January 21, 2004
OXFORD, Miss.--In a Jan. 20 address at the University of Mississippi, Mark McClellan, M.D., Ph.D., commissioner of the Food and Drug Administration (FDA), discussed his continuing concerns with dietary supplements. He also reported how Ole Miss will be helping the agency allay these concerns via research being conducted at the school's Cochran Center.
One issue McClellan touched on was how there are currently supplements in the marketplace with chemically distinct and less well understood components than ephedra that may have similar adverse pharmacologic effects or pose health risks for other reasons. We are particularly concerned about the possible health impacts of the growing number of ephedra alternatives now on the market, he said. Some of these contain ephedrine alkaloids that will be covered under the new rule, and we will be taking those off the market soon--though again, I think any responsible manufacturer or distributor would do that now.
Particular dietary ingredients McClellan singled out included bitter orange (Citrus aurantium), aristolochic acid and usnic acid, which is derived from lichens. FDA issued consumer advisories about aristolochic acid and usnic acid in 2001.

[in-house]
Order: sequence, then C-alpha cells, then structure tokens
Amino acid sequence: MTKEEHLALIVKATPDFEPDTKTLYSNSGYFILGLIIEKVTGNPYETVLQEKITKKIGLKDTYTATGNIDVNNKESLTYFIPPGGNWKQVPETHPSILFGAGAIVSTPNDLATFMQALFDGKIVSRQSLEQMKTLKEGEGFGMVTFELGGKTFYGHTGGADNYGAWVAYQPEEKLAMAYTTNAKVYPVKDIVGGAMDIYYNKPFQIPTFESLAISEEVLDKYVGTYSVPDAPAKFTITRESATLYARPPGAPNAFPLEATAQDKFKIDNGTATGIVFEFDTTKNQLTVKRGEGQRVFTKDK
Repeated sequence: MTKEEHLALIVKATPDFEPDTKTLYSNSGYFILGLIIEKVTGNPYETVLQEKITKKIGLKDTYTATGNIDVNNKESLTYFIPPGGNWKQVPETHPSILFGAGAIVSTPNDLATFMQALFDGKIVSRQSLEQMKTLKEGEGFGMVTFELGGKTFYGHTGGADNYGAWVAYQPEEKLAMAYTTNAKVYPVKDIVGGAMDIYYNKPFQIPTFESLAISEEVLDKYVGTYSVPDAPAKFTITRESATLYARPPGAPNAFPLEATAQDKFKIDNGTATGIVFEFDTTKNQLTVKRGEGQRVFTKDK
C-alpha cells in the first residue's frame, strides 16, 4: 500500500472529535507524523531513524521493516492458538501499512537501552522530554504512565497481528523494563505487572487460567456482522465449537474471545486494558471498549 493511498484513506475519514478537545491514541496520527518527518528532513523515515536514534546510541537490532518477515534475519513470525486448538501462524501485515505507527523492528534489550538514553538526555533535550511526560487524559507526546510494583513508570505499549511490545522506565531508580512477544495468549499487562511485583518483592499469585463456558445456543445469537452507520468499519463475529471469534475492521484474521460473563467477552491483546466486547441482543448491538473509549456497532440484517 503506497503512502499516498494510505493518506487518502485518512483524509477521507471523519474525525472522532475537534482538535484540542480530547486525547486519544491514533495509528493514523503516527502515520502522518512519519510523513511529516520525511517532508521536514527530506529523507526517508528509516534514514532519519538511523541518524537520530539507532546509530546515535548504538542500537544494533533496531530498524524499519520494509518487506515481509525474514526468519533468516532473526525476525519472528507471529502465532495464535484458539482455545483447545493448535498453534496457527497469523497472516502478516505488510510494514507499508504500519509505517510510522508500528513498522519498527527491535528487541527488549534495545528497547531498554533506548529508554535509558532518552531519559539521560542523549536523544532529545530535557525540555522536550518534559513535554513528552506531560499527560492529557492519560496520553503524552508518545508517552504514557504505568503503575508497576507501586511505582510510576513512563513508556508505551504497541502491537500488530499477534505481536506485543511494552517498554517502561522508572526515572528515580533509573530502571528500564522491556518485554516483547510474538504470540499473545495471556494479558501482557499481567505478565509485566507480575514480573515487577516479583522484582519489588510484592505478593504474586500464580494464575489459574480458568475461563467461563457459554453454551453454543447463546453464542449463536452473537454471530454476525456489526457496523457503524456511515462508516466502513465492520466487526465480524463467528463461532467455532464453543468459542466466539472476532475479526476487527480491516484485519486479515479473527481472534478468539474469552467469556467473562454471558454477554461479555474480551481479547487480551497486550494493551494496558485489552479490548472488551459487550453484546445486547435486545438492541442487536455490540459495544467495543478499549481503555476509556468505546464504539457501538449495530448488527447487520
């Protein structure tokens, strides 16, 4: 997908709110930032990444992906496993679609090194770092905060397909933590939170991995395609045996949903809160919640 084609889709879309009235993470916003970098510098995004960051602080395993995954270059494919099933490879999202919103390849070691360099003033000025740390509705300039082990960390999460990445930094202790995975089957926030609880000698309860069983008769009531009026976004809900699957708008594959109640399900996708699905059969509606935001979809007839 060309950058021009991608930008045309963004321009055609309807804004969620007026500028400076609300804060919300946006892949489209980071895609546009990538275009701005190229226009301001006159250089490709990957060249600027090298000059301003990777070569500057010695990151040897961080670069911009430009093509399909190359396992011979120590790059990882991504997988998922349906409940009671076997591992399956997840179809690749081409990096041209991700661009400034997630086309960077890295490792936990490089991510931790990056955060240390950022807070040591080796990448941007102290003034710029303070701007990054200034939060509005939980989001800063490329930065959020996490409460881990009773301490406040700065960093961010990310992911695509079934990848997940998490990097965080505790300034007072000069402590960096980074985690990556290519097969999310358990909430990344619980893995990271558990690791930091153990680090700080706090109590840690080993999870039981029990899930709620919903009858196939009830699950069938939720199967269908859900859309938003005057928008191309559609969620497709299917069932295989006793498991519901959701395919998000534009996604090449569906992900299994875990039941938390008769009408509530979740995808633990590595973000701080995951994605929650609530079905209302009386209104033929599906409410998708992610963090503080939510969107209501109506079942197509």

McClellan also went into detail about how FDA and Health and Human Services (HHS) plan to approach verifying the safety of supplements. We will work actively to identify the highest priority areas to develop such evidence and work with partners in the public and private sector to improve the evidence base, he said. With good manufacturing regulations, it will be easier to compare and evaluate products based on accurate information on their active ingredients. I know the Cochran Center is working on many ideas that can help along this effort to improve the safety and effectiveness of dietary supplements used by Americans.
McClellan said FDA will be doing more work in the coming months to more closely evaluate the potential safety risk of these products. McClellan added FDA may take further action to remove unsafe dietary supplements from the market if they pose an unreasonable risk to the public health.
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